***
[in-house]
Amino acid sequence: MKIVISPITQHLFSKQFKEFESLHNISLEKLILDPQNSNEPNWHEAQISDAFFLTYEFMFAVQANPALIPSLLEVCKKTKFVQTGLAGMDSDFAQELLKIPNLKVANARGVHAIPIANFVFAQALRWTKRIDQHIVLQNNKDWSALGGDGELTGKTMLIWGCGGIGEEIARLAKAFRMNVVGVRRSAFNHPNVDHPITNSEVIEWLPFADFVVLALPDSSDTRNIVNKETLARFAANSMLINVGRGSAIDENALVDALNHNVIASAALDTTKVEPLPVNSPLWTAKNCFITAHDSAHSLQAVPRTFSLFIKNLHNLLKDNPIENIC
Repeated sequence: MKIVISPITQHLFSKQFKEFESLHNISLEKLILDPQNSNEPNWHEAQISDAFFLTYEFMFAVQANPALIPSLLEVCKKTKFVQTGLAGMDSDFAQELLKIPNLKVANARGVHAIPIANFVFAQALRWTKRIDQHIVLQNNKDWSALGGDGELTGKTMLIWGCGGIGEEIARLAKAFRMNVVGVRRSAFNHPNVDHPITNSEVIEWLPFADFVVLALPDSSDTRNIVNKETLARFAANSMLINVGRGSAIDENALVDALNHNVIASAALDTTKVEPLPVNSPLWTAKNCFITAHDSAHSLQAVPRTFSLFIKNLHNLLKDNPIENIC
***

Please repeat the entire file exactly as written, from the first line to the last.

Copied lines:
[in-house]
Amino acid sequence: MKIVISPITQHLFSKQFKEFESLHNISLEKLILDPQNSNEPNWHEAQISDAFFLTYEFMFAVQANPALIPSLLEVCKKTKFVQTGLAGMDSDFAQELLKIPNLKVANARGVHAIPIANFVFAQALRWTKRIDQHIVLQNNKDWSALGGDGELTGKTMLIWGCGGIGEEIARLAKAFRMNVVGVRRSAFNHPNVDHPITNSEVIEWLPFADFVVLALPDSSDTRNIVNKETLARFAANSMLINVGRGSAIDENALVDALNHNVIASAALDTTKVEPLPVNSPLWTAKNCFITAHDSAHSLQAVPRTFSLFIKNLHNLLKDNPIENIC
Repeated sequence: MKIVISPITQHLFSKQFKEFESLHNISLEKLILDPQNSNEPNWHEAQISDAFFLTYEFMFAVQANPALIPSLLEVCKKTKFVQTGLAGMDSDFAQELLKIPNLKVANARGVHAIPIANFVFAQALRWTKRIDQHIVLQNNKDWSALGGDGELTGKTMLIWGCGGIGEEIARLAKAFRMNVVGVRRSAFNHPNVDHPITNSEVIEWLPFADFVVLALPDSSDTRNIVNKETLARFAANSMLINVGRGSAIDENALVDALNHNVIASAALDTTKVEPLPVNSPLWTAKNCFITAHDSAHSLQAVPRTFSLFIKNLHNLLKDNPIENIC